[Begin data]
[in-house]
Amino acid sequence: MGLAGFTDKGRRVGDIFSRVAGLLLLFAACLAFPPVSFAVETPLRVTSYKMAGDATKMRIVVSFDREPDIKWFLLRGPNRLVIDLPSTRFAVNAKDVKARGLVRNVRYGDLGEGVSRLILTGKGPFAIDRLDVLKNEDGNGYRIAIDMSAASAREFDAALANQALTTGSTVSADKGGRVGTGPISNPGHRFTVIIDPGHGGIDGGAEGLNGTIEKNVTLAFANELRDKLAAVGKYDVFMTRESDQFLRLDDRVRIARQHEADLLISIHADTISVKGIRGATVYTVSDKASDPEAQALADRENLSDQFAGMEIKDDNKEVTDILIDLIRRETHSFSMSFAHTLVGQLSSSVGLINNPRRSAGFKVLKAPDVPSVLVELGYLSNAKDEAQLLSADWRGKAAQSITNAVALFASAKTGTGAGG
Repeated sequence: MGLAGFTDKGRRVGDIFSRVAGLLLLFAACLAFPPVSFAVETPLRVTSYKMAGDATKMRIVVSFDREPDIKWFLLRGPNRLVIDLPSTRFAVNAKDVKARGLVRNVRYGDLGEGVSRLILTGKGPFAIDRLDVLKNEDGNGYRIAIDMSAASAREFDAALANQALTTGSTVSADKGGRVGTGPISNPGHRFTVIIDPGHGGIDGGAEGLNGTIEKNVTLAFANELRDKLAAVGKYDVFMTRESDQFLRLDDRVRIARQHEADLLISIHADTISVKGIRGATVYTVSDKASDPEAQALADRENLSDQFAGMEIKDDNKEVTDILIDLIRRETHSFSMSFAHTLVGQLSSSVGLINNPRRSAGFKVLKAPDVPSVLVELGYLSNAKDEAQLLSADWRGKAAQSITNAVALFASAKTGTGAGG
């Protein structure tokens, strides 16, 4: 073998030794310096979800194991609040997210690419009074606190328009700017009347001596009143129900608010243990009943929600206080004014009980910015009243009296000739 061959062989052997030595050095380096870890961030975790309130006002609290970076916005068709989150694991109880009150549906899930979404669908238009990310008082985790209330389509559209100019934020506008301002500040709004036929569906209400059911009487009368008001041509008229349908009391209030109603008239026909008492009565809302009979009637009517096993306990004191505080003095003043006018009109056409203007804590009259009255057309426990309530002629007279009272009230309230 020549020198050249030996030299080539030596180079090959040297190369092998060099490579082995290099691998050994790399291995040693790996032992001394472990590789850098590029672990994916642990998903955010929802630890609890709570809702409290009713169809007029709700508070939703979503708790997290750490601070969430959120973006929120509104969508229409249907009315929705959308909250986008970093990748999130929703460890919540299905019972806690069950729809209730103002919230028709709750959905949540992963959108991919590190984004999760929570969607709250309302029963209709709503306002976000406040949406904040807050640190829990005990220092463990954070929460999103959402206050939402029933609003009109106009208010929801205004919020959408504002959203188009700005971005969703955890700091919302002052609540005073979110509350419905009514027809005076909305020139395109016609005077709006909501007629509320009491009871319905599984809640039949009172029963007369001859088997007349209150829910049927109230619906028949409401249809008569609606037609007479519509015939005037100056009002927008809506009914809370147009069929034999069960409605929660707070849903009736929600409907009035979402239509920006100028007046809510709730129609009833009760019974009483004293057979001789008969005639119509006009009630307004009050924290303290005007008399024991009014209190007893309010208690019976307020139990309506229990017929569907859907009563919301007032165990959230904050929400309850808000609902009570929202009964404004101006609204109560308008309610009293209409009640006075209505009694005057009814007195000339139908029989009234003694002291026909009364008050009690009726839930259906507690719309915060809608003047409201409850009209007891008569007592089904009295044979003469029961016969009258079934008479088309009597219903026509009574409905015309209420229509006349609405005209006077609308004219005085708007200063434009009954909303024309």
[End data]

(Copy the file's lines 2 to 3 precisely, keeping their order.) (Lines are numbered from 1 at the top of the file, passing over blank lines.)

Amino acid sequence: MGLAGFTDKGRRVGDIFSRVAGLLLLFAACLAFPPVSFAVETPLRVTSYKMAGDATKMRIVVSFDREPDIKWFLLRGPNRLVIDLPSTRFAVNAKDVKARGLVRNVRYGDLGEGVSRLILTGKGPFAIDRLDVLKNEDGNGYRIAIDMSAASAREFDAALANQALTTGSTVSADKGGRVGTGPISNPGHRFTVIIDPGHGGIDGGAEGLNGTIEKNVTLAFANELRDKLAAVGKYDVFMTRESDQFLRLDDRVRIARQHEADLLISIHADTISVKGIRGATVYTVSDKASDPEAQALADRENLSDQFAGMEIKDDNKEVTDILIDLIRRETHSFSMSFAHTLVGQLSSSVGLINNPRRSAGFKVLKAPDVPSVLVELGYLSNAKDEAQLLSADWRGKAAQSITNAVALFASAKTGTGAGG
Repeated sequence: MGLAGFTDKGRRVGDIFSRVAGLLLLFAACLAFPPVSFAVETPLRVTSYKMAGDATKMRIVVSFDREPDIKWFLLRGPNRLVIDLPSTRFAVNAKDVKARGLVRNVRYGDLGEGVSRLILTGKGPFAIDRLDVLKNEDGNGYRIAIDMSAASAREFDAALANQALTTGSTVSADKGGRVGTGPISNPGHRFTVIIDPGHGGIDGGAEGLNGTIEKNVTLAFANELRDKLAAVGKYDVFMTRESDQFLRLDDRVRIARQHEADLLISIHADTISVKGIRGATVYTVSDKASDPEAQALADRENLSDQFAGMEIKDDNKEVTDILIDLIRRETHSFSMSFAHTLVGQLSSSVGLINNPRRSAGFKVLKAPDVPSVLVELGYLSNAKDEAQLLSADWRGKAAQSITNAVALFASAKTGTGAGG